The lack of access to bankruptcy protection also extends to adjacent companies providing the ancillary goods and services to entities directly engaged in the sale of cannabis. Landlords who lease space to tenants and equipment suppliers selling hydroponic equipment to customers directly engaged in selling cannabis products have been denied bankruptcy protection simply based on the receipt of “illegally” generated revenues. In another example, an employee working for a cannabis dispensary could not confirm a Chapter 13 bankruptcy plan since the employee’s wages were traceable to the sale of illegal drugs.

Other solutions

There are non-bankruptcy alternatives to debtors and creditors involved in cannabis-related business activities that are legal under state law. These alternatives include traditional collection cases, receiverships, assignments for the benefit of creditors, U.C.C. Article 9 sales, wind-ups and dissolution under state law, work-out agreements, and foreign insolvency proceedings (e.g., the Canadian Companies’ Creditors Arrangement Act).

Each of these alternatives have some advantages depending the jurisdiction, the debt structure, the parties involved, and timing and cost considerations. On the other hand, the non-bankruptcy alternatives do not enjoy the advantages available in a bankruptcy cases, such as the protection of the automatic stay, the benefits of a sale free and clear of liens, the claim objection procedures, and the remedies of avoidance and recovery of preferences and fraudulent transfers.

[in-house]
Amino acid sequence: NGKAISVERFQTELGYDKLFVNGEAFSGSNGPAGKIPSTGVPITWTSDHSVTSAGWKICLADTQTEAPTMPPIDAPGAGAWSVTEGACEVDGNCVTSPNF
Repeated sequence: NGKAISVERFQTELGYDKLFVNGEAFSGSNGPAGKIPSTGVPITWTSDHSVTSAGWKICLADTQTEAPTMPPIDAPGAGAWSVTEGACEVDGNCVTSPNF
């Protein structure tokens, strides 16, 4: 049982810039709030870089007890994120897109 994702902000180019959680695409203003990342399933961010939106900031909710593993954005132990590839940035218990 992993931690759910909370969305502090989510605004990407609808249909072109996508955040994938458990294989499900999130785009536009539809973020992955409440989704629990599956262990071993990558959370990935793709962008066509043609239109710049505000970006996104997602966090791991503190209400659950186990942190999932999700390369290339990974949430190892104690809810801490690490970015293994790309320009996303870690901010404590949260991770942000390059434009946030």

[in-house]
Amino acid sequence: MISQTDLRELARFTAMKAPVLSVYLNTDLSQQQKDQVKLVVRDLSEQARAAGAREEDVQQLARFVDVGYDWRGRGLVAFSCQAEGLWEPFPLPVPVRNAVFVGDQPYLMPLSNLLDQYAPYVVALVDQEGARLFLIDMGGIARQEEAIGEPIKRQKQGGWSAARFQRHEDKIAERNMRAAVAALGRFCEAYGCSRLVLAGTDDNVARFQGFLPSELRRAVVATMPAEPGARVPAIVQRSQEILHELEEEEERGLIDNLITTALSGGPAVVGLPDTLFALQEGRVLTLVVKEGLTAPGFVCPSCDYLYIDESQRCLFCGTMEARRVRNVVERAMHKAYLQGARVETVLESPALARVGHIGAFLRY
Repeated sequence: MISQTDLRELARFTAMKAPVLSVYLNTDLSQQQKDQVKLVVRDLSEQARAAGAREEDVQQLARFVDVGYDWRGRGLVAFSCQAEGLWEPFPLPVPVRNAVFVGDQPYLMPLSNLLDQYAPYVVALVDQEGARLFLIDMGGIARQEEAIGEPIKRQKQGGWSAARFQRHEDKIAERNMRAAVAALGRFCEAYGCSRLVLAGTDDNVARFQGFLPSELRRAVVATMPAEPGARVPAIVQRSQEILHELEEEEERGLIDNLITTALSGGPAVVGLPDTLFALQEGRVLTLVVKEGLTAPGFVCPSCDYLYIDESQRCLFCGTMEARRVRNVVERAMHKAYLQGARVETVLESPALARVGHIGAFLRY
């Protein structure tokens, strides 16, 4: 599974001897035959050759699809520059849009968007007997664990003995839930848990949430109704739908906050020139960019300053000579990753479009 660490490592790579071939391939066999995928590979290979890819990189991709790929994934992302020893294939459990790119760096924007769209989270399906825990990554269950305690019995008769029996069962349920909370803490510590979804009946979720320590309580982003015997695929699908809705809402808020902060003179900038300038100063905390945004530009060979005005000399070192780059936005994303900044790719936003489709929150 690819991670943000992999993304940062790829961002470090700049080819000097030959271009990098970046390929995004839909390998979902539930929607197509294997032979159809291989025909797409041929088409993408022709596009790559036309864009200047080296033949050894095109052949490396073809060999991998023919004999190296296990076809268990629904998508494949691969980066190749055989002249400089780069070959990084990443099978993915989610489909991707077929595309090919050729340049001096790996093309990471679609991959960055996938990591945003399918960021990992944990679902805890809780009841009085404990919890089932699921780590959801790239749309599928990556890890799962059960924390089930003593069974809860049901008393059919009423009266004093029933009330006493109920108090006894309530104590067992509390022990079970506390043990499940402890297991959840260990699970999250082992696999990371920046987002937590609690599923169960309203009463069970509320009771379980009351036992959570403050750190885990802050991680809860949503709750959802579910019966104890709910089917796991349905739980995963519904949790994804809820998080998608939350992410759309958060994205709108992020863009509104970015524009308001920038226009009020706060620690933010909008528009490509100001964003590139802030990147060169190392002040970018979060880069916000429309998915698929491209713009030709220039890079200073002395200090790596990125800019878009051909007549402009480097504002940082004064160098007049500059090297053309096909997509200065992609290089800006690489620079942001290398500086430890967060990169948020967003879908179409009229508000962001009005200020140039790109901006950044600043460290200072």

Path forward

The current unavailability of bankruptcy relief to persons and entities either directly engaged or adjacently involved in the cannabis sector is an important issue that should be considered when starting a business. Although the economic forecast may look promising, it is worth considering what options are available if the cannabis company experiences financial distress. In many cases, parties entering into new business relationships will negotiate terms in their contracts that deal with a future bankruptcy filing. The same consideration should be given to a situation where a bankruptcy filing is not an option. For these reasons, it is pivotal to consult with a cannabis attorney specializing in financial restructuring and bankruptcy issues before launching a startup where the business either directly and indirectly involves cannabis.

The foregoing has been prepared for the general information of clients and friends of the firm. It is not meant to provide legal advice with respect to any specific matter and should not be acted upon without professional counsel. If you have any questions or require any further information regarding these or other related matters, please contact your regular Nixon Peabody LLP representative. This material may be considered advertising under certain rules of professional conduct.